Passengers on a cruise ship carrying a Dallas health care worker who handled specimens of an Ebola-infected patient expressed mixed feelings today after arriving at the Port of Galveston in Texas.
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The Carnival Magic reached the port about 5 a.m. The health care worker and her travel partner were allowed to disembark with restrictions, according to the Galveston County Health Department.
The health care worker had been self-quarantined on the ship and hasn't shown signs of the virus for 19 days, officials said.
One passenger on the ship, Chris Perry, said the experience reminded him of the AIDS scare in the late 1980s, "Where people were just fearful of anybody around it."
"Outside of that, you know, once everybody kind of started understanding, it wasn't that big of a deal," Perry said.
Another passenger, John Cascio, said he was not too concerned.
"I really wasn't worried about it," Cascio said. "I knew they would take care of what's supposed to be taken care of."
But one passenger who chose to speak anonymously had some concerns.
"I was worried because if she did have Ebola, you'd be quarantined on the boat," the passenger said.
On Saturday, a Coast Guard helicopter met the ship to collect a blood sample from the unidentified health care worker.
She had departed from Galveston on Oct. 12 and was out of the country before being notified of active monitoring required by the Centers for Disease Control and Prevention, according to the State Department.
A spokesperson for Carnival Cruise Lines told ABC News the blood test came back negative. According to the CDC, a test is only positive after symptoms develop, usually fever. It may take up to three days after symptoms appear for the virus to reach detectable levels.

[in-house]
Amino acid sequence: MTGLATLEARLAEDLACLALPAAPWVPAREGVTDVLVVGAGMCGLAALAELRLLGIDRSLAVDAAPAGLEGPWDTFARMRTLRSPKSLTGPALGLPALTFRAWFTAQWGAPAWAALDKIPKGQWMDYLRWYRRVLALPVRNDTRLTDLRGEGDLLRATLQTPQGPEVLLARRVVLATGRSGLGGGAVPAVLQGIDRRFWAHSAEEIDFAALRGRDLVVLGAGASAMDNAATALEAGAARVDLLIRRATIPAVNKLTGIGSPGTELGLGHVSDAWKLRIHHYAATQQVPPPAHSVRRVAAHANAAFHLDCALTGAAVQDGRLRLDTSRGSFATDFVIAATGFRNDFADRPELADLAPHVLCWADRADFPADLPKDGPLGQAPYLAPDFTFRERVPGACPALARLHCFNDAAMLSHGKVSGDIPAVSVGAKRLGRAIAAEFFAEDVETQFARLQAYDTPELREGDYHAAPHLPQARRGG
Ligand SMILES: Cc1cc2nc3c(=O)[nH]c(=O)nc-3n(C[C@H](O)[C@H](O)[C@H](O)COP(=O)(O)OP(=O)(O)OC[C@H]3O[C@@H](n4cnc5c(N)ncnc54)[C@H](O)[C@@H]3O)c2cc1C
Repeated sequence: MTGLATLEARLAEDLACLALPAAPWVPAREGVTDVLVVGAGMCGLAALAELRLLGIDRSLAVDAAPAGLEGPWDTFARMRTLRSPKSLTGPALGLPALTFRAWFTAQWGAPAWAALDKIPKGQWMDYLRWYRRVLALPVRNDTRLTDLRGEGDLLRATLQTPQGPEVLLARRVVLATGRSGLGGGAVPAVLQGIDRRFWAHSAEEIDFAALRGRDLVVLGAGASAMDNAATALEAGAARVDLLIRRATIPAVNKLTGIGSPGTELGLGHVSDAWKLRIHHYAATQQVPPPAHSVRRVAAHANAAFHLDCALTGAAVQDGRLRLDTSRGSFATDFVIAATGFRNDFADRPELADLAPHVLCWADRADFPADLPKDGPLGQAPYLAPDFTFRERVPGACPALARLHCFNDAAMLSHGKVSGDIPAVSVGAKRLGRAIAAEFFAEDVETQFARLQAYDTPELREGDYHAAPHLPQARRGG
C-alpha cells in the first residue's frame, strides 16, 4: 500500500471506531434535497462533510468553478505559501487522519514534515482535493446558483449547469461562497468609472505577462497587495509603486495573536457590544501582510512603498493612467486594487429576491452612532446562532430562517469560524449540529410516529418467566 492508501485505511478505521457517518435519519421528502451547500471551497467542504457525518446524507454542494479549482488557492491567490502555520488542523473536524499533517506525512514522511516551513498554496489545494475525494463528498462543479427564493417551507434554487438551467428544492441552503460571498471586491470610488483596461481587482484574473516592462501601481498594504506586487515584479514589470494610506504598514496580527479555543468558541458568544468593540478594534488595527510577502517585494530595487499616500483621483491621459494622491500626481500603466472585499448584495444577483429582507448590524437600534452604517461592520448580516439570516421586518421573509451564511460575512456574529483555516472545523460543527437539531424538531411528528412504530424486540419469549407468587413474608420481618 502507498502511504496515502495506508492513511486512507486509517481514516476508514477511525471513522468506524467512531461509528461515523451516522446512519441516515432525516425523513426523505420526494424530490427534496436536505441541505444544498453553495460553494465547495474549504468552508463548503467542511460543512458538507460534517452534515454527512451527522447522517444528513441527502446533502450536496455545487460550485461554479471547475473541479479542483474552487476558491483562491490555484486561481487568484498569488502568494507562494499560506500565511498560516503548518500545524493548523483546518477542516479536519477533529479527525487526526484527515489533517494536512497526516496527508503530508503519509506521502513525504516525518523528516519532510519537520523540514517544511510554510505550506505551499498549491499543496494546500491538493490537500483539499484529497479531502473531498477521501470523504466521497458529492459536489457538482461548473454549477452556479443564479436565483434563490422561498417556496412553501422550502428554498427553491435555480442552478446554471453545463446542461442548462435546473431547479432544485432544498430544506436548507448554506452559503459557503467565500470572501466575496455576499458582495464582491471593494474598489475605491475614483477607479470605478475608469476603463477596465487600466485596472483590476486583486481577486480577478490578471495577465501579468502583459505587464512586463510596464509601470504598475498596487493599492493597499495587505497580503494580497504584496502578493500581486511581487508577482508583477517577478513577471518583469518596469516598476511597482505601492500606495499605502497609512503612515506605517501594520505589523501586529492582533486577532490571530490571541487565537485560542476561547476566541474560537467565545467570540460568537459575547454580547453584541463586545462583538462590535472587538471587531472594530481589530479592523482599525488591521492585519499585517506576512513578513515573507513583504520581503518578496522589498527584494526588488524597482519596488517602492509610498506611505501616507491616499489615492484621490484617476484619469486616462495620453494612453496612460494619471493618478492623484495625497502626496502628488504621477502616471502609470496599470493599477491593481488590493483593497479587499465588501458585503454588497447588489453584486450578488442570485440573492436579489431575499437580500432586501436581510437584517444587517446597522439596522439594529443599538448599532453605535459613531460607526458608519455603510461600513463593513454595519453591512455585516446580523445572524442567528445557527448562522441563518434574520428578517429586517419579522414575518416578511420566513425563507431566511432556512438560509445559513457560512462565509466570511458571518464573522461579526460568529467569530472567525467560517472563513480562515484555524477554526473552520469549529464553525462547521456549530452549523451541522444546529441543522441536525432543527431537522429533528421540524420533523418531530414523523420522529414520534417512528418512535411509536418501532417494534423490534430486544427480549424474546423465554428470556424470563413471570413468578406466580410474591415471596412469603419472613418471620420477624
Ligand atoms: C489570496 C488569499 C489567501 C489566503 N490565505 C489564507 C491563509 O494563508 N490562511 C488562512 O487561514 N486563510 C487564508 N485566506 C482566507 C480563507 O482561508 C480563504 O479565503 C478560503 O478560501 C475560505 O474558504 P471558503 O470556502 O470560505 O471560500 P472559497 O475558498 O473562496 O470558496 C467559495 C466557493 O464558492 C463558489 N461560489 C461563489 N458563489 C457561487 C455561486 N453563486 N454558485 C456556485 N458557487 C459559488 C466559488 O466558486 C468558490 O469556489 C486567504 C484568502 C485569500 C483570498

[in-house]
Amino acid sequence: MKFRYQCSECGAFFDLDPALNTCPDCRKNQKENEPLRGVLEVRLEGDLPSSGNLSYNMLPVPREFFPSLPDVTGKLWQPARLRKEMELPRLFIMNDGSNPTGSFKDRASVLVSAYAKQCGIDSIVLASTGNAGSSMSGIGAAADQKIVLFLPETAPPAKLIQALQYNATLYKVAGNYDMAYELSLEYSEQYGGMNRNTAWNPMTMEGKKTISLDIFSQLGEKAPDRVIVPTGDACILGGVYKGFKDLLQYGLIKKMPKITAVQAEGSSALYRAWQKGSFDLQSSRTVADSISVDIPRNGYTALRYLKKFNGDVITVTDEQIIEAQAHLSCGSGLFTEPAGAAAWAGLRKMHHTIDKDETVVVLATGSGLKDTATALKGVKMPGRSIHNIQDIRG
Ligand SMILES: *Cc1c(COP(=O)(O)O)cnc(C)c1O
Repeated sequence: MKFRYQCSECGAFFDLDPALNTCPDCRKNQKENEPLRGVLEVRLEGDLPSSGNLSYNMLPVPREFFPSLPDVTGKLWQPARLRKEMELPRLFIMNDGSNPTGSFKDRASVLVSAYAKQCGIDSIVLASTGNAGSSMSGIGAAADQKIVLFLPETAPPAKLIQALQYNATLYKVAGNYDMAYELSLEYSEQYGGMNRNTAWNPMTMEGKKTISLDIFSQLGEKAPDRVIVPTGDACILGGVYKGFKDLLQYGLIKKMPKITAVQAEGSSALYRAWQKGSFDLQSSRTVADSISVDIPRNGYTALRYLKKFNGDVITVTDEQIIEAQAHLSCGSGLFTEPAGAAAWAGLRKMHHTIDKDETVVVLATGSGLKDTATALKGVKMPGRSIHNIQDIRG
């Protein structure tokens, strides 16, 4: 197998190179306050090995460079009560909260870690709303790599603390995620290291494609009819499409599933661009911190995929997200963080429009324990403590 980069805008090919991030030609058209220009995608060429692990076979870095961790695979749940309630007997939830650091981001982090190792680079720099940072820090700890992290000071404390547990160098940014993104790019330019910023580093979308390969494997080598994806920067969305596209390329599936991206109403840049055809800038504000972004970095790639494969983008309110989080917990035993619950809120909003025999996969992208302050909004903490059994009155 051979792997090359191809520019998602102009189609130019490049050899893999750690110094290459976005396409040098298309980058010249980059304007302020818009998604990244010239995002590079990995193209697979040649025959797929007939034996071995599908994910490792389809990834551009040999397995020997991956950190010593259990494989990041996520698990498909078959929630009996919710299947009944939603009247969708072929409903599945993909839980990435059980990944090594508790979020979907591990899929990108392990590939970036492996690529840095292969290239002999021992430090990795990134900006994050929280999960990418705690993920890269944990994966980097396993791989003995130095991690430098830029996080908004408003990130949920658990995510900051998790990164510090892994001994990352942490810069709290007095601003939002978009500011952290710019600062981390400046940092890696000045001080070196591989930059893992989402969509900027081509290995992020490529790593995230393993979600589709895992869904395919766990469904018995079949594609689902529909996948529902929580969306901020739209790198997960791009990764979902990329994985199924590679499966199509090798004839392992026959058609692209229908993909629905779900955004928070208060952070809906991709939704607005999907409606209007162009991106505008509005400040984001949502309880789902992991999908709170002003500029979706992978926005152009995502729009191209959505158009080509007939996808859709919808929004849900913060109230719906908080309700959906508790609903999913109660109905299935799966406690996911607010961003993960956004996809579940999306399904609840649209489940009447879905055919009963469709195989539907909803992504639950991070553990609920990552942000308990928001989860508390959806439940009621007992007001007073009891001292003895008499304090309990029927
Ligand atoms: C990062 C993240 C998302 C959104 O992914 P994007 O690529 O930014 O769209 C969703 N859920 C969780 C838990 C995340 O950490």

"Given that this person was at apparently no risk of having an Ebola infection, I find the whole episode baffling," ABC News chief health and medical editor Dr. Richard Besser said.
The worker did not have direct contact with patient Thomas Eric Duncan, but may have had contact with his clinical specimens, officials said. Duncan died Oct. 8 after becoming the first person on United States soil to be diagnosed with the virus.
The ship was refused clearance to dock in Cozumel, Mexico, on Friday. Belize also wouldn't allow the woman to leave the ship the day before.
All public areas ship will be sanitized before the ship departs again today, CDC officials said.
Since Duncan's diagnosis, two nurses involved in his treatment at Texas Health Presbyterian Hospital, Nina Pham and Amber Vinson, have tested positive for Ebola. Pham, 26, was flown to the National Institute of Health's Clinical Center in Bethesda, Maryland and Vinson, 29, was taken to Emory University Hospital in Atlanta.
Barclay Berdan, the CEO of Texas Health Resources, apologized to the Dallas community for the hospital's handling of Duncan in a letter that appeared in the Dallas Morning News and Fort Worth Star-Telegram today.
"I know that as an institution, we made mistakes in handling this very difficult challenge," he wrote. "When we initially treated Mr. Duncan, we examined him thoroughly and performed numerous tests, but the fact that Mr. Duncan had traveled to Africa was not communicated effectively among the care team, though it was in his medical chart. On that visit to the Emergency Department, we did not correctly diagnose his symptoms as those of Ebola. For this, we are deeply sorry."
Duncan went to the emergency room on Sept. 26. He was initially sent home with antibiotics, but returned two days later in an ambulance when his symptoms worsened. The hospital then put him in isolation.
"Although we had begun our Ebola preparedness activities, our training and education programs had not been fully deployed before the virus struck," wrote Berdan. "In short, despite our best intentions and skilled medical teams, we did not live up to the high standards that are the heart of our hospital's history, mission and commitment."
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